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April is National Financial Literacy Month! Is That a Good Thing?

April is National Financial Literacy Month! Is That a Good Thing?

It’s the time of year when you may hear politicians wringing their hands about the low levels of financial literacy in our country and advocating for teaching financial literacy in our schools.

While I absolutely applaud efforts to help everyone become more knowledgeable and empowered about finance, I am concerned about what financial literacy programs teach.

A scholarly analysis that reviewed financial literacy teaching materials in the U.S. and Canada found the following:

  • financial misfortune is attributed almost exclusively to personal failures such as the failure to get an education, open a savings account, etc.
  • fewer than 10% of the materials mention wealth or income inequality and almost none provide explanations for it
  • conditions of financial insecurity are presented as natural and inevitable and instead of students being asked how collective solutions could remedy these conditions, they are urged to develop good individualized financial habits to increase their chances of survival.

When it comes to learning how to be a good investor, the message is simple: maximize your contribution to tax advantaged retirement savings accounts and choose investments that maximize financial return and minimize risk.

In their recent Harvard Law Review article, “Rethinking Retirement Savings,” Jason Fernandes and Janelle Orsi describe how U.S. law governing our retirement accounts requires our retirement funds to be invested in a way that maximizes financial returns. But as Fernandes and Orsi point out, this mandate has led directly to outcomes that create great harm to our society and planet – worker disenfranchisement, climate change, and the hollowing out of our communities’ economic well-being.

To address the existential threats created by the mandate to maximize financial returns, we need to re-examine our most basic assumptions – those taught in financial literacy 101.

Join Angels of Main Street, our club for people of all levels of wealth or income to learn about investing, if you would like to be part of these conversations!

When it Comes to Investment Crowdfunding—Compliance Matters!

When it Comes to Investment Crowdfunding—Compliance Matters!

What to Know Before You Take the Plunge

The investment crowdfunding marketplace is growing faster than ever before, and is projected to grow by $196.36 billion from 2021 to 2025.

Unfortunately, industry watchers have observed an alarming level of non-compliance with the most basic rules of Regulation Crowdfunding by both companies raising capital and the platforms hosting the campaigns.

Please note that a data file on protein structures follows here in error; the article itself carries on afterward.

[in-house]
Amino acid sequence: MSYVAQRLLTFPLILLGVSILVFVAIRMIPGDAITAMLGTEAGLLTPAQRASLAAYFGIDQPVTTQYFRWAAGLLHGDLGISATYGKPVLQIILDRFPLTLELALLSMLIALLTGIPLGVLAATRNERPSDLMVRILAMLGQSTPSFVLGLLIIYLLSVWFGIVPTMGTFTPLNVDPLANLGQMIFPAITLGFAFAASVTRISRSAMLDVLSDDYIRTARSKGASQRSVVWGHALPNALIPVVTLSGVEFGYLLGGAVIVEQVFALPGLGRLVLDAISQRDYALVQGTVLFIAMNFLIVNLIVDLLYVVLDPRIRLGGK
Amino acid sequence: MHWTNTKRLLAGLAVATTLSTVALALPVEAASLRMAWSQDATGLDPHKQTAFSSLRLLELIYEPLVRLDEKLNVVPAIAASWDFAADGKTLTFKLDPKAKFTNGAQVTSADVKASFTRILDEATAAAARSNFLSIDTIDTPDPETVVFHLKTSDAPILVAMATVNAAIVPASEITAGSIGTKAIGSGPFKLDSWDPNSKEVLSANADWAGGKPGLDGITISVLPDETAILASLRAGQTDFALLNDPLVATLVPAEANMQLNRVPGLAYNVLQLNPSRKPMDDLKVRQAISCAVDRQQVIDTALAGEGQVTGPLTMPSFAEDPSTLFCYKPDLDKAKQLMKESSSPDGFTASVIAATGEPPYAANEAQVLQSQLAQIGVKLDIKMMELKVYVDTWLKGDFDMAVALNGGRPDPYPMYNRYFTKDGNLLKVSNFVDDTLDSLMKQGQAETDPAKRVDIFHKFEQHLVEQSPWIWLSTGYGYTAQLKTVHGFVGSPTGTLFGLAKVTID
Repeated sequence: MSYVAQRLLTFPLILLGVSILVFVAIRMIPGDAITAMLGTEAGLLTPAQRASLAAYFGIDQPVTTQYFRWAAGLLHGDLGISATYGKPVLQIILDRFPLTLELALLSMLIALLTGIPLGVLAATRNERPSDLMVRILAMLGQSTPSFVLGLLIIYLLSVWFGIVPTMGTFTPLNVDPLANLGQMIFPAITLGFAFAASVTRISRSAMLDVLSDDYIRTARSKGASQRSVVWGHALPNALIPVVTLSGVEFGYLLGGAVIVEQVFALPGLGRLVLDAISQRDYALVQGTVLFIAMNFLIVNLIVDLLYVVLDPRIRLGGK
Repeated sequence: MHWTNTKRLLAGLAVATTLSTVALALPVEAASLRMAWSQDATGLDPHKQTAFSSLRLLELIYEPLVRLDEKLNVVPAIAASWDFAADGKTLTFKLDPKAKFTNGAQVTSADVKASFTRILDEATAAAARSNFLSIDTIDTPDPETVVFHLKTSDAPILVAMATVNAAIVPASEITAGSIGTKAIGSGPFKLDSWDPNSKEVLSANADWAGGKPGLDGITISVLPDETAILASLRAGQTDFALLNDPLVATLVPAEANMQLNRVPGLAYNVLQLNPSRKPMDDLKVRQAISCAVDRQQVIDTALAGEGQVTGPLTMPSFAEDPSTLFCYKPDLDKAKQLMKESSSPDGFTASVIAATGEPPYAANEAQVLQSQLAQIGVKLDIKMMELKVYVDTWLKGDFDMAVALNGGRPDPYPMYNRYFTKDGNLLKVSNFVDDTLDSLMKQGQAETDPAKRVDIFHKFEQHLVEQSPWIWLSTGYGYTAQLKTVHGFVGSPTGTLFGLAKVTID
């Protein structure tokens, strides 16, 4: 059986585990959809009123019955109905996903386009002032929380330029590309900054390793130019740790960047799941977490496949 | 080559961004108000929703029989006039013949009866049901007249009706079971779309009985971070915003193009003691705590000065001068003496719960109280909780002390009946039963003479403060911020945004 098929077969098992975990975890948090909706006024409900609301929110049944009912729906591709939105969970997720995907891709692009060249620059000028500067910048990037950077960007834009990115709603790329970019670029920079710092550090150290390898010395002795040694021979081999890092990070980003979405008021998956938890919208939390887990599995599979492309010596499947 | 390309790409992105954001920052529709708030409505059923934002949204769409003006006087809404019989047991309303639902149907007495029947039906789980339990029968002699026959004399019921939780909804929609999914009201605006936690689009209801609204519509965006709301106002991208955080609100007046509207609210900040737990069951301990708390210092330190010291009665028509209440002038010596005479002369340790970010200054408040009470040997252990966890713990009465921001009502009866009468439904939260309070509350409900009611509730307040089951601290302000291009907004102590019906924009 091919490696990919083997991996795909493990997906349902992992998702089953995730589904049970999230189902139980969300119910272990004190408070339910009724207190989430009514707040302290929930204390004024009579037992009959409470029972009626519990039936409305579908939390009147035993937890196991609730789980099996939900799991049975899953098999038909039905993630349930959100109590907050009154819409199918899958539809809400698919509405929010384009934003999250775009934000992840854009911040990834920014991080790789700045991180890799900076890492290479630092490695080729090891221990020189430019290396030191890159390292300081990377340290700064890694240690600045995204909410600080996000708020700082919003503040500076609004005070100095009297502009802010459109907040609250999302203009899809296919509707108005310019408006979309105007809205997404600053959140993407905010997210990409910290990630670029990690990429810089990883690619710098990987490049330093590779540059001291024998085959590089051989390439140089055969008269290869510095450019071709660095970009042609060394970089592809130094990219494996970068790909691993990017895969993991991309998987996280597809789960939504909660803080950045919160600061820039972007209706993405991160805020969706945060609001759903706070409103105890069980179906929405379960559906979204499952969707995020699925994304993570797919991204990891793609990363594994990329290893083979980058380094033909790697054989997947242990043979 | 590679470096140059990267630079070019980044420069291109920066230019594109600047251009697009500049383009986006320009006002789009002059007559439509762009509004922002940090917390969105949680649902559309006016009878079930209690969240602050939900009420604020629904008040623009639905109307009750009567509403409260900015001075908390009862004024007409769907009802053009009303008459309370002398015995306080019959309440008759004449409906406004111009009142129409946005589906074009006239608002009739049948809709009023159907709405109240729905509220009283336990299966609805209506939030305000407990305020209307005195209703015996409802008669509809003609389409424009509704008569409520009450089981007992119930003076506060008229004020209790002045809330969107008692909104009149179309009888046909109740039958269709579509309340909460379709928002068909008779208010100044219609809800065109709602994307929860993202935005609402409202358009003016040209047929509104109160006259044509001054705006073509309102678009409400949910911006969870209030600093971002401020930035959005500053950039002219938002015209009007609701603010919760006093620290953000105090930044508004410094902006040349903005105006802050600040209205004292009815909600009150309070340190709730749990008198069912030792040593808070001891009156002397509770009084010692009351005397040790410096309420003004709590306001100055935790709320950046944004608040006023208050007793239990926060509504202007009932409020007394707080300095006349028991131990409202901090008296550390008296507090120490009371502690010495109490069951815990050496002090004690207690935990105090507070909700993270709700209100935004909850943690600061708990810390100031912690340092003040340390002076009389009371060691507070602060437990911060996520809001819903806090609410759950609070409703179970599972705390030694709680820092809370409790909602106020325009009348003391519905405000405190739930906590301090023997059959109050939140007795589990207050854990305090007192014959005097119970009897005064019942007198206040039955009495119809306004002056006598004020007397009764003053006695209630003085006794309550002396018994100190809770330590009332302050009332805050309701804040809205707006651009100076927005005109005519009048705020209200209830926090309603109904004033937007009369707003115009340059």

Non-compliance can result in regulatory enforcement action and/or investor lawsuits.  So if you’re considering dipping a toe into the crowdfunding world, compliance should be at the top of your list.

In 2016, the SEC completed its rulemaking process for Regulation Crowdfunding.  It suddenly became possible for a business to list an investment offering on a platform, and anyone in the United States could invest in the offering.  But before doing that, the business, as well as the platform, must comply with some basic rules of the road.

According to a recent analysis, only a small minority of offerings listed on Regulation Crowdfunding platforms are compliant!  


Crowdfunding compliance—what to watch for 

To offer securities under Regulation Crowdfunding, you must complete a federal Form C (also known as the offering statement).  The form takes about 60+ hours to properly complete and is designed to provide all the information investors need before deciding whether to invest.  Without this documentation, investors would essentially be going in blind.

A properly prepared Form C protects the business that is raising funds from future lawsuits from investors who claim they did not receive the information that was supposed to be disclosed.

In addition to the Form C, there are requirements for additional reports after you complete your raise.

Failure to comply with these requirements can result in private litigation—all of the investors in a non-compliant offering are entitled, at a minimum, to rescission.  In a rescission, the company must return the proceeds of the investment to the investor and pay interest.  The company may also be subject to enforcement actions by federal and state regulators.

If you fail to comply with all of the regulations, you create a potential liability for your company which would have to be disclosed to all future potential investors.

The effort of making sure you are compliant on the front end is well worth avoiding the potential nightmare scenarios if you don’t!


What to expect from a regulation crowdfunding platform

With compliance top of mind, it’s essential to seriously examine the level of compliance and transparency your platform of choice is practicing.